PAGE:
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Q&A with leading MRI Safety Expert Emanuel Kanal, MD

On May 5, 2015, Health Imaging published Q&A: Gadolinium update with leading MRI safety expert Emanuel Kanal, MD.  That same day, an editorial authored by Emanuel Kanal, MD, Director of MR Services at the University of Pittsburgh Medical Center, and Michael F. Tweedle, PhD, Professor and Stefanie Spielman Chair in Cancer Imaging at The Ohio State University Medical School, was published online in Radiology.  Their editorial, “Residual or Retained Gadolinium: Practical Implications for Radiologists and Our Patients”, addresses the issue of gadolinium retention in patients with normal renal function.  The Q&A is a follow-up to that editorial.

For those who may not be familiar with Dr. ‘Manny’ Kanal, he is a nationally recognized radiologist and a leader in the area of MRI safety.  He is the Chair of the founding Board of Directors of the American Board of Magnetic Resonance Safety (ABMRS).  Dr. Kanal spoke with Health Imaging for an exclusive interview regarding the new evidence of gadolinium retention and its potential impact on diagnostic imaging and patient safety.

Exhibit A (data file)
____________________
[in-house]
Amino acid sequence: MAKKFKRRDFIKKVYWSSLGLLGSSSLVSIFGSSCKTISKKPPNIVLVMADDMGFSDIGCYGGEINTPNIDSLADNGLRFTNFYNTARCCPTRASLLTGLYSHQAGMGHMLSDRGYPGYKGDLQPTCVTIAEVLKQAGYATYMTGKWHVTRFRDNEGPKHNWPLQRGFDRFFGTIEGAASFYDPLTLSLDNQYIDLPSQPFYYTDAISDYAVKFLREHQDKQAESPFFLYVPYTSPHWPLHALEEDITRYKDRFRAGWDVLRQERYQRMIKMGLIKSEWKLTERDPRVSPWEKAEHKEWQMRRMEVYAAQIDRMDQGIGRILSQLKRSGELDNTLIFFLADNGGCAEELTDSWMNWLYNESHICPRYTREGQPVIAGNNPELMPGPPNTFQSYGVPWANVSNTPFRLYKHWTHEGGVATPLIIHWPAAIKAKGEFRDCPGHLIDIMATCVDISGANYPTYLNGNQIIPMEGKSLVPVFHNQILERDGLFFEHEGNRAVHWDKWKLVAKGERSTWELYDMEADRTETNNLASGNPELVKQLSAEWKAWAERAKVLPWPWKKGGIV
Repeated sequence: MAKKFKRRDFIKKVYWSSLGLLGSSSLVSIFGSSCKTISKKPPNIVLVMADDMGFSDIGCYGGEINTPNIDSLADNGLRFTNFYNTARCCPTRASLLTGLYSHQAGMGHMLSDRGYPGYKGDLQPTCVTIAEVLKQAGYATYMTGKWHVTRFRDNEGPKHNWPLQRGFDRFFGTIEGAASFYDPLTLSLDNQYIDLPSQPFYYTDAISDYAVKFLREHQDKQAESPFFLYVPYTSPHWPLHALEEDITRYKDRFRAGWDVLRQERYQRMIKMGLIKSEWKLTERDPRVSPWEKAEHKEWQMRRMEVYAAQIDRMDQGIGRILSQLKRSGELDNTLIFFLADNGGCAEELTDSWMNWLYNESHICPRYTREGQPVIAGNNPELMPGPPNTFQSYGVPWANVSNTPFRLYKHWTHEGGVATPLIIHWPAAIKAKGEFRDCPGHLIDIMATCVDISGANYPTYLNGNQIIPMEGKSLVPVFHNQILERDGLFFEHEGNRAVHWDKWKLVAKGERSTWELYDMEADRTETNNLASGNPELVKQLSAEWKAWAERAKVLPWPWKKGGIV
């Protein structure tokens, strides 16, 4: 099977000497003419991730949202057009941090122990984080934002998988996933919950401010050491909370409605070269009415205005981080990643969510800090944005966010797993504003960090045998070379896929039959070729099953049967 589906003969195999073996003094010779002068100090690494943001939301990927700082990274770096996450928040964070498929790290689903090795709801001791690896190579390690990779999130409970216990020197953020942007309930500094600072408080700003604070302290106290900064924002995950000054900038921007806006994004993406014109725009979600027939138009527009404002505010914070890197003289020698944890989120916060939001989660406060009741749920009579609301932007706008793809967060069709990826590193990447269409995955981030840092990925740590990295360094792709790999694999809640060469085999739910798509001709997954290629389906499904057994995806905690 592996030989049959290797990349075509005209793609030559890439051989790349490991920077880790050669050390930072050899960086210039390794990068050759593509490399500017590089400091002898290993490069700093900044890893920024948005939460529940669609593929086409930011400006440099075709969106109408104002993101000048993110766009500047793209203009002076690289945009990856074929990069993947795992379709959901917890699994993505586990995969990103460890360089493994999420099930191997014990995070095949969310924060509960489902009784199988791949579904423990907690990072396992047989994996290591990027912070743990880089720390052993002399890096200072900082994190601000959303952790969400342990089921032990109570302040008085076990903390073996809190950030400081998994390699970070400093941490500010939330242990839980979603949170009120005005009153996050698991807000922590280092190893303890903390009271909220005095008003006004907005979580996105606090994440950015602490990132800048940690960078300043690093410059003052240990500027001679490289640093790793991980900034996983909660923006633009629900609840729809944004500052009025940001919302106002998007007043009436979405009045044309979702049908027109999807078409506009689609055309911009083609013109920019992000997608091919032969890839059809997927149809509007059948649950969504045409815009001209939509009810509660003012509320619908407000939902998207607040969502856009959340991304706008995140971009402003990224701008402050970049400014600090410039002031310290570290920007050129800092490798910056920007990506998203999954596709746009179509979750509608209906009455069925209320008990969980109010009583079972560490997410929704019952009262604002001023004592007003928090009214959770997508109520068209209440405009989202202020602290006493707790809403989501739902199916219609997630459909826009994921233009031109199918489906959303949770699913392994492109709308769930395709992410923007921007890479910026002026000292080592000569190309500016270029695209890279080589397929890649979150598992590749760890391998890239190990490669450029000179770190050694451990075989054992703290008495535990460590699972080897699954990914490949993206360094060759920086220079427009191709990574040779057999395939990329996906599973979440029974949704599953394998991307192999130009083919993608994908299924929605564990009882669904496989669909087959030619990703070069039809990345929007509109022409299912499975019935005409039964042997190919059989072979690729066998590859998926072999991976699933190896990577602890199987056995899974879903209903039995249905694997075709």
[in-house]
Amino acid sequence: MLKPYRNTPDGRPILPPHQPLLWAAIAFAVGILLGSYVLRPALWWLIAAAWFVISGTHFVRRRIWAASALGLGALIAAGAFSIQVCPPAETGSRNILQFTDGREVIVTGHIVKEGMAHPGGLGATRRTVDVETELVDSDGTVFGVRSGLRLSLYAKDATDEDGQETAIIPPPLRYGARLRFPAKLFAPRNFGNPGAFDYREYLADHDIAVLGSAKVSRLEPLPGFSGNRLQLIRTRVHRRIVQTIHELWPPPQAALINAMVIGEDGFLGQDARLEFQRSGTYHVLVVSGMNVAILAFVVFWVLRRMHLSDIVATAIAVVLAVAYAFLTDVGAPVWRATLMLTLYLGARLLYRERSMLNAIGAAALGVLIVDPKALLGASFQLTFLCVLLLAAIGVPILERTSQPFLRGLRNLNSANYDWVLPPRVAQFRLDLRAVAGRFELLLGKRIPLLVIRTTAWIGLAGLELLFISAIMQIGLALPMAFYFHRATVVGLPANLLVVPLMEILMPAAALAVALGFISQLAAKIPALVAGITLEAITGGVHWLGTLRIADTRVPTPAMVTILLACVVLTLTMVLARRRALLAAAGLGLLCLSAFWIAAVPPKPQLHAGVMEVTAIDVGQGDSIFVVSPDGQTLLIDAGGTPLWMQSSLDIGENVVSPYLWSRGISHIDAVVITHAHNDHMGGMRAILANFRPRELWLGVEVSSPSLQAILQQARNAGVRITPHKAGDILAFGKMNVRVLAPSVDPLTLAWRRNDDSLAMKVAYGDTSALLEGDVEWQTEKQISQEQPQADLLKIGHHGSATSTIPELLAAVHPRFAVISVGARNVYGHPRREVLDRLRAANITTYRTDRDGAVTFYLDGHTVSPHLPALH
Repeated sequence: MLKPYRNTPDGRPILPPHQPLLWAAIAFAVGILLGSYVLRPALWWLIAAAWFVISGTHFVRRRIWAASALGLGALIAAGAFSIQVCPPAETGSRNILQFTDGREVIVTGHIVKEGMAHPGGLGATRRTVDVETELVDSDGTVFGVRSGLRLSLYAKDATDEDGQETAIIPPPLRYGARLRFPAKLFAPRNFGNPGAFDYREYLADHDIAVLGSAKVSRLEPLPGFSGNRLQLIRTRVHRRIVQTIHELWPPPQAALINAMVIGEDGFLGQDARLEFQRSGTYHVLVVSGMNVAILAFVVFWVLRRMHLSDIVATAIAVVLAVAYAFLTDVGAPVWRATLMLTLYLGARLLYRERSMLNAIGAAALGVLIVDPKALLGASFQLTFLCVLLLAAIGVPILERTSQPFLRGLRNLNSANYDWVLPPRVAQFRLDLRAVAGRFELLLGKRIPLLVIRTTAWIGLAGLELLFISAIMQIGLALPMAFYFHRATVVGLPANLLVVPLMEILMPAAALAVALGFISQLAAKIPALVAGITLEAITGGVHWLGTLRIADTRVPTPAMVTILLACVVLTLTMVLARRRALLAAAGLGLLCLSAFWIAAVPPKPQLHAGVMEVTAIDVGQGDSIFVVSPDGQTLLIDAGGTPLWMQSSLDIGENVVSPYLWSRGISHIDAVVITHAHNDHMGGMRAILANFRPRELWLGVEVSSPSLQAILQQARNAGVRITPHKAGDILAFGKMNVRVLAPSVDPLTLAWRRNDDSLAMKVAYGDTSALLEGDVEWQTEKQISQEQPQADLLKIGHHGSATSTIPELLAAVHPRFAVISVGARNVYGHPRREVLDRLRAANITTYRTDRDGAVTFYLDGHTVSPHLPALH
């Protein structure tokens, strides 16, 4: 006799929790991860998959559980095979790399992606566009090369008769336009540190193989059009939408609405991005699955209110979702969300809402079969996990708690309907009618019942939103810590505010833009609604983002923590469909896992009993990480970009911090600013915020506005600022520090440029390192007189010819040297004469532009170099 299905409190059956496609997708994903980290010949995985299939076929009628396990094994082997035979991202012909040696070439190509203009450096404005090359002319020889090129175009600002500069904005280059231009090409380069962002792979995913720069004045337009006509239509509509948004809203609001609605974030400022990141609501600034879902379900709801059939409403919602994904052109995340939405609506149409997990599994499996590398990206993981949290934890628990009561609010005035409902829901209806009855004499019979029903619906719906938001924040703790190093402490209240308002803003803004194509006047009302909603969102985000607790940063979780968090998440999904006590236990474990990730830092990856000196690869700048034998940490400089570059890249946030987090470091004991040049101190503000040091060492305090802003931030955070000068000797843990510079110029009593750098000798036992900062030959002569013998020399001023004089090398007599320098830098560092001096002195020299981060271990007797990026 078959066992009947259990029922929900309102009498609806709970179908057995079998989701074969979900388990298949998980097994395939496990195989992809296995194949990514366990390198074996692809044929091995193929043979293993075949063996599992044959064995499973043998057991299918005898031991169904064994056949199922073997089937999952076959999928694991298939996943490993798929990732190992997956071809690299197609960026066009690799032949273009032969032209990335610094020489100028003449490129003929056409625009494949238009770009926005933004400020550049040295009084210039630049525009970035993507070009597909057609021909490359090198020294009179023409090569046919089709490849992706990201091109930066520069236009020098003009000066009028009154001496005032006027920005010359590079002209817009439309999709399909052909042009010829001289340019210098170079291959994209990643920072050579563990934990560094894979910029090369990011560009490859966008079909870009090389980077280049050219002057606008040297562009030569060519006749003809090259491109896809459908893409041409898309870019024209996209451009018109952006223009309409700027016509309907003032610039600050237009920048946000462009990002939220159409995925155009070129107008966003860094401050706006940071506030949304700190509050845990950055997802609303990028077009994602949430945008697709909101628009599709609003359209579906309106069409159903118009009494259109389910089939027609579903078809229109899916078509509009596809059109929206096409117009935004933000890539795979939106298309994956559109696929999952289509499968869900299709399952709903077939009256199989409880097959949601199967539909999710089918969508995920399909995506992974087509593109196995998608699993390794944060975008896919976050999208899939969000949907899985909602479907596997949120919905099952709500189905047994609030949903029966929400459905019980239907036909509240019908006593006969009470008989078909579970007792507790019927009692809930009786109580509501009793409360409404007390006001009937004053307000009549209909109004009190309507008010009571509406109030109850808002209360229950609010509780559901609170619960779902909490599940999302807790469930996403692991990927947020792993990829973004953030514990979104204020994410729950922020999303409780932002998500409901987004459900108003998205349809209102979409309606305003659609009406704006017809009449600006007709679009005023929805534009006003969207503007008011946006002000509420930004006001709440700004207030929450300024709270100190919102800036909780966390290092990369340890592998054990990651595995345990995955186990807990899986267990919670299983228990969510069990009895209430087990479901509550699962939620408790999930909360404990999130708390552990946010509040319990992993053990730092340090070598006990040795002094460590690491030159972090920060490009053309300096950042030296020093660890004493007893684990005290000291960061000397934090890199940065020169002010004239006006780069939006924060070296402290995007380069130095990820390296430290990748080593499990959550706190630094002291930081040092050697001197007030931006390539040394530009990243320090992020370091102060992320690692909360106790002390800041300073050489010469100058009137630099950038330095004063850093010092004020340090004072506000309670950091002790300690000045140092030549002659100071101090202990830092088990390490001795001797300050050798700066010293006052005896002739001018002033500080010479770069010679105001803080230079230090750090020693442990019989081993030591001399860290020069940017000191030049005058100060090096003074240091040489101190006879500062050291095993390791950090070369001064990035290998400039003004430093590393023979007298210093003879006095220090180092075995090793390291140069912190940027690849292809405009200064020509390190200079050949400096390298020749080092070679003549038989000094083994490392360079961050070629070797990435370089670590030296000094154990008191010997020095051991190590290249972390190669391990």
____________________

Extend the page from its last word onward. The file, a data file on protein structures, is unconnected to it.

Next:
I will not go into all the details of the Q&A here, but there are several interesting comments that Dr. Kanal made that I want to mention.

Regarding the effects of retained gadolinium, Dr. Kanal questioned a comment in an article on Mayo Clinic News Network that was made by one of the authors of the recently published Mayo Clinic study.  He said something to the effect of ‘Well, no one has ever shown that this is harmful.’  Dr. Kanal, acknowledged that is true, but, he said, “At the same time, no one has ever studied it to date, so how could they show whether it’s harmful or not?”

When asked how many of the patients who received one or more of the estimated 10 million contrast injections in the U.S. each year could have retained gadolinium in their bodies, Dr. Kanal said, “There is the potential for some level of gadolinium retention for essentially 100 percent of those patients who receive contrast for an MR examination”. (more…)